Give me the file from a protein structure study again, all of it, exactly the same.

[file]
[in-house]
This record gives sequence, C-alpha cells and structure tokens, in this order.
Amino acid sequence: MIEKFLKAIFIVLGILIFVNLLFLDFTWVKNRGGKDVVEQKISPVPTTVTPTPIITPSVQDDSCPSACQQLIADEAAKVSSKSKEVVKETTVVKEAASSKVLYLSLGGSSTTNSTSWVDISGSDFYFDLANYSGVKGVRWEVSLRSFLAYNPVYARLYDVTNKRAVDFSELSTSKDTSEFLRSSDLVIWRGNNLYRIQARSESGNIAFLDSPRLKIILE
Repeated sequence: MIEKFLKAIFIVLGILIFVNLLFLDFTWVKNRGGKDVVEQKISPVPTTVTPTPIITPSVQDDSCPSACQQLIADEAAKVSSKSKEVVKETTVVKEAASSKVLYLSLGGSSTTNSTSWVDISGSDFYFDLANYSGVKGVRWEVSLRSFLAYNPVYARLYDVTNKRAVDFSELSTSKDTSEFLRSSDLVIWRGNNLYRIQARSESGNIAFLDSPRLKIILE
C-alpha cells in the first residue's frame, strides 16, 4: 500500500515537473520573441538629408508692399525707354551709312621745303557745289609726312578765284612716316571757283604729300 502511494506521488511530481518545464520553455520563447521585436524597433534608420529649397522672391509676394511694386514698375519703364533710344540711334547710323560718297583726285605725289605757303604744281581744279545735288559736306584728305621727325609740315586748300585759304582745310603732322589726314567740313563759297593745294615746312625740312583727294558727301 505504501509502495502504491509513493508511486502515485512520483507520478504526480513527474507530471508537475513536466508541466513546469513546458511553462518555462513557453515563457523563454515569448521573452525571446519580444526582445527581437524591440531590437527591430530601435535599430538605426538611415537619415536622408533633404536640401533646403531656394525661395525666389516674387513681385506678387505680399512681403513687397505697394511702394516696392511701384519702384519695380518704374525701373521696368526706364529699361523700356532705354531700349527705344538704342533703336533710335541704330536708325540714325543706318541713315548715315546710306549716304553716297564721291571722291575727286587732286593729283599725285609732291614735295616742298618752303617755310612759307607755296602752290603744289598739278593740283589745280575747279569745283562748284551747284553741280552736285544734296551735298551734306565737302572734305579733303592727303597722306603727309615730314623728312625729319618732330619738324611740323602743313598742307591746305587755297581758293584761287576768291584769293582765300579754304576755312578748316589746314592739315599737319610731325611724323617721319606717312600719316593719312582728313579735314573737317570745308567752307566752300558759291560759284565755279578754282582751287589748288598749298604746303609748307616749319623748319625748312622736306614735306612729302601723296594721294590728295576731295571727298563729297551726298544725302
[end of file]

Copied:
[in-house]
This record gives sequence, C-alpha cells and structure tokens, in this order.
Amino acid sequence: MIEKFLKAIFIVLGILIFVNLLFLDFTWVKNRGGKDVVEQKISPVPTTVTPTPIITPSVQDDSCPSACQQLIADEAAKVSSKSKEVVKETTVVKEAASSKVLYLSLGGSSTTNSTSWVDISGSDFYFDLANYSGVKGVRWEVSLRSFLAYNPVYARLYDVTNKRAVDFSELSTSKDTSEFLRSSDLVIWRGNNLYRIQARSESGNIAFLDSPRLKIILE
Repeated sequence: MIEKFLKAIFIVLGILIFVNLLFLDFTWVKNRGGKDVVEQKISPVPTTVTPTPIITPSVQDDSCPSACQQLIADEAAKVSSKSKEVVKETTVVKEAASSKVLYLSLGGSSTTNSTSWVDISGSDFYFDLANYSGVKGVRWEVSLRSFLAYNPVYARLYDVTNKRAVDFSELSTSKDTSEFLRSSDLVIWRGNNLYRIQARSESGNIAFLDSPRLKIILE
C-alpha cells in the first residue's frame, strides 16, 4: 500500500515537473520573441538629408508692399525707354551709312621745303557745289609726312578765284612716316571757283604729300 502511494506521488511530481518545464520553455520563447521585436524597433534608420529649397522672391509676394511694386514698375519703364533710344540711334547710323560718297583726285605725289605757303604744281581744279545735288559736306584728305621727325609740315586748300585759304582745310603732322589726314567740313563759297593745294615746312625740312583727294558727301 505504501509502495502504491509513493508511486502515485512520483507520478504526480513527474507530471508537475513536466508541466513546469513546458511553462518555462513557453515563457523563454515569448521573452525571446519580444526582445527581437524591440531590437527591430530601435535599430538605426538611415537619415536622408533633404536640401533646403531656394525661395525666389516674387513681385506678387505680399512681403513687397505697394511702394516696392511701384519702384519695380518704374525701373521696368526706364529699361523700356532705354531700349527705344538704342533703336533710335541704330536708325540714325543706318541713315548715315546710306549716304553716297564721291571722291575727286587732286593729283599725285609732291614735295616742298618752303617755310612759307607755296602752290603744289598739278593740283589745280575747279569745283562748284551747284553741280552736285544734296551735298551734306565737302572734305579733303592727303597722306603727309615730314623728312625729319618732330619738324611740323602743313598742307591746305587755297581758293584761287576768291584769293582765300579754304576755312578748316589746314592739315599737319610731325611724323617721319606717312600719316593719312582728313579735314573737317570745308567752307566752300558759291560759284565755279578754282582751287589748288598749298604746303609748307616749319623748319625748312622736306614735306612729302601723296594721294590728295576731295571727298563729297551726298544725302